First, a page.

Our main entree of braised pork short ribs looked mouthwatering. I could just see the sea salt still crystalized on the top of the pork. It was a moist, soft adventure in eating. My educated guess is that the pork was prepared using the plastic bag technique where moisture is locked in but the meat is cooked in a plastic bag. I say this because the meat was sooo tender but the fat was not rendered off at all. The fatty portions of the pork was just as soft as the meat. For my personal taste, I’m no fan of fat (which is why I don’t eat foie gras), so having to maneuver around chunks of pork fat was not appealing.
What was amazing, however, was the bed of roasted Yukon gold potatoes and the apples that topped the pork. Both were cooked just right. In fact, my nephew and I loved the potatoes so much that I asked for another serving, which we ate with our next course, the cheese plate.
The cheese plate was an interesting grouping of a Spanish goat cheese, almonds and a quince paste. They all looked very appealing, but I didn’t understand how we were supposed to eat this dish easily. I basically grabbed a tiny almond, scooped up a bit of cheese and dipped it in the paste. It was a nice combination, but a lot of work. Our server thought we didn’t like the cheese because we only ate a quarter of the cheese despite using all the almond pieces. The cheese was excellent, but I asked the server how we were supposed to eat it (I really was looking for some crackers). He said some people just got their fork and dug right in. Just the thought of that made my arteries harden at the image.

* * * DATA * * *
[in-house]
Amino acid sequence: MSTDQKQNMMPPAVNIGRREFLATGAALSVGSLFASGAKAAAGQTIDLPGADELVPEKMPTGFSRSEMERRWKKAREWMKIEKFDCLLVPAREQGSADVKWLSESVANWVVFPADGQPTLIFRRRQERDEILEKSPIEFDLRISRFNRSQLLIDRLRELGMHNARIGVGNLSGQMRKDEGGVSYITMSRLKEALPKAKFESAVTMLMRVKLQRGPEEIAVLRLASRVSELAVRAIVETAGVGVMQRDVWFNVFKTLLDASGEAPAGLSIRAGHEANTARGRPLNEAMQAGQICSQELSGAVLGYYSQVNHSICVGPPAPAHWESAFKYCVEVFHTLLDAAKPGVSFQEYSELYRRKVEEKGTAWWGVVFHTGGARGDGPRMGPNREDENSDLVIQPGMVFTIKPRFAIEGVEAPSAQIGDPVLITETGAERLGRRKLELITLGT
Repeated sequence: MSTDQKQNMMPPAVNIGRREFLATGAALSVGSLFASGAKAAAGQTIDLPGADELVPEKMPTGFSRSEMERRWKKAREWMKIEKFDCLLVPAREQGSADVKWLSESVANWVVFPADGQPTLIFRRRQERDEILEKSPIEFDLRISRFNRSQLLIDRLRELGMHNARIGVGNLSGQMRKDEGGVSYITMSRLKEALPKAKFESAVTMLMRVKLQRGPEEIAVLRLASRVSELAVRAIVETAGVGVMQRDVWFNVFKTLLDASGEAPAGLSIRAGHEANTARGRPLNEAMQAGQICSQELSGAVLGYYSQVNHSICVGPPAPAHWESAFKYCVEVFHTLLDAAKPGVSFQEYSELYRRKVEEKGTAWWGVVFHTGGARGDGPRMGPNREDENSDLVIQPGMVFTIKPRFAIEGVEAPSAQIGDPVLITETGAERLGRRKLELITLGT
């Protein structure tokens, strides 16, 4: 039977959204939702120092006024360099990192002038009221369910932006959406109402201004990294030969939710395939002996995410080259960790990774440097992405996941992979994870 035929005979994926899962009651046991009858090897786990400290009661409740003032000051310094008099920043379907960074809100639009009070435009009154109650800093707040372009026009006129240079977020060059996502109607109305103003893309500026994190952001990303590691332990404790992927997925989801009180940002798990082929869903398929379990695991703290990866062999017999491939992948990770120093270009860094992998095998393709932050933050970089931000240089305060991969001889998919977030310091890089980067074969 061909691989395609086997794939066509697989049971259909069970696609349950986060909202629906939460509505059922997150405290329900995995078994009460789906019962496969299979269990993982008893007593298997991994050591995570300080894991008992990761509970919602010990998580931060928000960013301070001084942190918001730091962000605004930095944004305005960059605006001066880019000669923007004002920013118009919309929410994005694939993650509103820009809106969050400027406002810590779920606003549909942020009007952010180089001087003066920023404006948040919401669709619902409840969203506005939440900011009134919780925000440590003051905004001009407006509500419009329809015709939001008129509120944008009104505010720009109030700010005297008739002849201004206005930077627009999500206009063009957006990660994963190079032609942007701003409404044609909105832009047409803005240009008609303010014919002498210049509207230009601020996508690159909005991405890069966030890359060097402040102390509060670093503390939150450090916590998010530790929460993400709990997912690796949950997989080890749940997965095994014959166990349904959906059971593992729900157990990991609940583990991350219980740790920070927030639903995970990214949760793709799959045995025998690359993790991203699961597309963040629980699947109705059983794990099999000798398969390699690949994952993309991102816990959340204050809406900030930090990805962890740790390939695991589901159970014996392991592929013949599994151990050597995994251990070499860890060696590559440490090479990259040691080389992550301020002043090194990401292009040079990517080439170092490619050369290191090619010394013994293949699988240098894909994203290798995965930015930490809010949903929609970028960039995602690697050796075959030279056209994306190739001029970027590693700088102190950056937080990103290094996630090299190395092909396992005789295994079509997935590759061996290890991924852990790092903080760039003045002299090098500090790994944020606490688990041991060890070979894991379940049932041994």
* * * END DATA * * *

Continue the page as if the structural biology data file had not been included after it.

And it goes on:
Our final course was dessert and keeping with the Spanish theme, we were served an individual size Basque cake topped with dried fruit compote. I was looking forward to a warm cake, but after having a life-changing warm cake in Vietnam recently, my standards for warm cake is very high. The cake at Ad Hoc was tasty, but it was slightly dry and the exterior was a bit tough. The fruits selected for the toppings could have been more interesting, but it was uneventful dried fruits. It was an OK ending to what started off as a promising dinner.
A minor note: I had two glasses of wine (my nephew wasn’t drinking). I started with a white Riesling to pair with the beet salad and moved on to a Napa Valley Cabernet Franc to go with the pork. Both were marginal and quite forgettable, which is disappointing for a restaurant in the heart of wine country.
Despite some missteps in the dinner menu, the overall experience of Ad Hoc was relaxing and fun. The casual setting made it easy for one to relax and enjoy the food, and the food did provide a few highlights. It’ll be interesting to go back to Ad Hoc when it serves something other than short ribs (apparently the pork short ribs is a popular entree because I’ve heard of others being served this entree item on other nights).
Ad Hoc is also a nice price point to expose yourself to the Keller experience without getting a line of credit to dine at The French Laundry. Because of Keller’s reputation, the location on Washington Street, and what will probably be an increasing level of menu creations, I’m sure this temporary restaurant will be around for some time.
Single guy rating: 4 stars (perfect for families with an expense account)
Explanation of the single guy's rating system:
1 star = perfect for college students
2 stars = perfect for new diners
3 stars = perfect for foodies
4 stars = perfect for expense accounts
5 stars = perfect for any guy's dream dinner
Wednesday, March 14, 2007
Keller’s Family-Style Spot Is No Passing Fancy